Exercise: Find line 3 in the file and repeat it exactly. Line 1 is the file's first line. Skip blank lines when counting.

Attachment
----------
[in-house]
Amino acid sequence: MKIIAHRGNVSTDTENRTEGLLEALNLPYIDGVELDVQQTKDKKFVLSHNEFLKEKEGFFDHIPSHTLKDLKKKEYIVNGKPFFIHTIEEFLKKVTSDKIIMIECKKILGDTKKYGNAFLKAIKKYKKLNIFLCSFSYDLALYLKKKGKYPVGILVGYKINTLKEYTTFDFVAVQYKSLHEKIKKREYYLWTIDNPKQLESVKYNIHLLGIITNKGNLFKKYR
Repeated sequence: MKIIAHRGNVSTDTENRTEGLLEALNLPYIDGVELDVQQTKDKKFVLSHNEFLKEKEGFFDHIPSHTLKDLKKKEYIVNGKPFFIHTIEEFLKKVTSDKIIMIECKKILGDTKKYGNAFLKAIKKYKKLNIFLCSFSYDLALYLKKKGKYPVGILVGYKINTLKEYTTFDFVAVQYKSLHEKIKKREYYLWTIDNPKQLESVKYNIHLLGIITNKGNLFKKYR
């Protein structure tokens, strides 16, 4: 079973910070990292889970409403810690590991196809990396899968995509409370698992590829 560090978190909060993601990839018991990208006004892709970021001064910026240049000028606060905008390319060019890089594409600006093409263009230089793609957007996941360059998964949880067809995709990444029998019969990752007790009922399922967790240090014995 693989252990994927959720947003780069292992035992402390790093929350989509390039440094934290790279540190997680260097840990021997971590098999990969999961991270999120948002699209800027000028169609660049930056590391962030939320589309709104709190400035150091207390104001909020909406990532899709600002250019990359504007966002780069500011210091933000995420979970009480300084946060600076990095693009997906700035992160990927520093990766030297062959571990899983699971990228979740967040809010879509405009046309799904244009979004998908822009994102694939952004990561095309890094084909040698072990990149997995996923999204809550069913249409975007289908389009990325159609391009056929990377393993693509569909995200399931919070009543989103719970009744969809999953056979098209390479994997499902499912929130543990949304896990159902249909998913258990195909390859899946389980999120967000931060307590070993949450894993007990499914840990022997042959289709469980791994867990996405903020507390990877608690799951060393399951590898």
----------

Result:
Repeated sequence: MKIIAHRGNVSTDTENRTEGLLEALNLPYIDGVELDVQQTKDKKFVLSHNEFLKEKEGFFDHIPSHTLKDLKKKEYIVNGKPFFIHTIEEFLKKVTSDKIIMIECKKILGDTKKYGNAFLKAIKKYKKLNIFLCSFSYDLALYLKKKGKYPVGILVGYKINTLKEYTTFDFVAVQYKSLHEKIKKREYYLWTIDNPKQLESVKYNIHLLGIITNKGNLFKKYR